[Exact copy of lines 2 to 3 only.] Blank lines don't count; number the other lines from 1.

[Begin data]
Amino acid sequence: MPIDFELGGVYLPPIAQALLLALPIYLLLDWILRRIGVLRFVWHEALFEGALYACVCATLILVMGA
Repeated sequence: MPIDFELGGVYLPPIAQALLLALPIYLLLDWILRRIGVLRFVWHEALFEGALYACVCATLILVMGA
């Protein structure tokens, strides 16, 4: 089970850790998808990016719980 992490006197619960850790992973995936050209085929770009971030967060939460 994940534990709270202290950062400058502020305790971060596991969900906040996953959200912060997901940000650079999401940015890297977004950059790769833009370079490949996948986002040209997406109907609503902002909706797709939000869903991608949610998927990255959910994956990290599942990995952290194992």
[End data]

Repeated sequence: MPIDFELGGVYLPPIAQALLLALPIYLLLDWILRRIGVLRFVWHEALFEGALYACVCATLILVMGA
């Protein structure tokens, strides 16, 4: 089970850790998808990016719980 992490006197619960850790992973995936050209085929770009971030967060939460 994940534990709270202290950062400058502020305790971060596991969900906040996953959200912060997901940000650079999401940015890297977004950059790769833009370079490949996948986002040209997406109907609503902002909706797709939000869903991608949610998927990255959910994956990290599942990995952290194992």